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Is it correct to say "15 percent less than 25"?

To me, it doesn't make 100% sense.

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    Can you please provide an example sentence where you would use this? I can't come up with something...
    – Alenanno
    Jun 25, 2011 at 16:18
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    Does 25 denote the number 25 or is it also a percentage?
    – jackgill
    Jun 25, 2011 at 16:18
  • @Alenanno, nothing better than something like -- "Which number are you thinking about?", -- "15 percent less than 25"
    – aioobe
    Jun 25, 2011 at 16:25
  • Makes perfect sense to me; 15 percent less than 25 is 21.25. Am I missing something? And anyway, even if I am, the phrase is certainly grammatically correct.
    – RegDwigнt
    Jun 25, 2011 at 16:28
  • @RegDwight I would only reverse the word order - "less than 25 by 15 percent". Something tells me this would more correct.
    – Philoto
    Jun 25, 2011 at 16:36

3 Answers 3

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What you mean is understandable, even if it's an unusual way to say it.
If you mean the 85% of 25, then it's correct to say "15% less than 25." From a grammatical point of view, the phrase is correct.

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It is not intuitive. Rather, say 85% of 25 or the answer itself (21.25).

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I finally figured out why the sentence sounds strange to me. What a relief.

As a theoretical computer scientist, a red little lamp lights up in my head as soon as I hear something that doesn't immediately type check. In this case the red lamp lights up for the following reason:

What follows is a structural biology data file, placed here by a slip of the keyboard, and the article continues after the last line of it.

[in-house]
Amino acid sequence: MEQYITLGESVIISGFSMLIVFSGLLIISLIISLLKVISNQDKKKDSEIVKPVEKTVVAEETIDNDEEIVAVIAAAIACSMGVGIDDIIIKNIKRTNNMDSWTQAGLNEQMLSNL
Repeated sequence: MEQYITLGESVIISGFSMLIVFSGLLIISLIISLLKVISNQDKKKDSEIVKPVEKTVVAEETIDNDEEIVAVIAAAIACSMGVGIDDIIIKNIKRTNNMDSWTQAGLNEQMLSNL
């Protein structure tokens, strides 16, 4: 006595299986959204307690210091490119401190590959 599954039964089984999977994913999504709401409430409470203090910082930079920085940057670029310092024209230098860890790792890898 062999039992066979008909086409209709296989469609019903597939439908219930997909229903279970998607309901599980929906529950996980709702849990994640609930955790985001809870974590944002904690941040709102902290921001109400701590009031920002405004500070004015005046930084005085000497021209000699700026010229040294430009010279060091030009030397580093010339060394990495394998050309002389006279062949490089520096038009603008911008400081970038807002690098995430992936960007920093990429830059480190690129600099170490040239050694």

When hearing "... less than 25" I expect it to be preceded by something you can subtract from 25. "1 less than 25" and "half of 10 less than 25" for instance, sound perfectly fine to me as both "1" and "half of 10" represent a number. "15 percent" on the other hand does not.

I suppose that the reason it still makes sense is that there is an implicit "of 25" in the middle. If written explicitly, like

"15 percent of 25 less than 25"

the red light stays off in my head :)

(If "15 percent less than 25" it was written right after a sentence like "15 percent of 100 less than 25" I think more people would react though.)

I do understand that "right" and "wrong" is, when it comes to natural language, loosely defined, and boils down to what most people usually say and write. In this case, as pointed out by others here, "15 percent less than 25" is perfectly correct as it sounds fine to most people!

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    Actually, I think most of us were saying that it is correct despite the fact that it doesn't quite sound fine. ;) (That is, we can parse it, but we would be more comfortable seeing it expressed in other ways.)
    – John Y
    Jun 29, 2011 at 20:52

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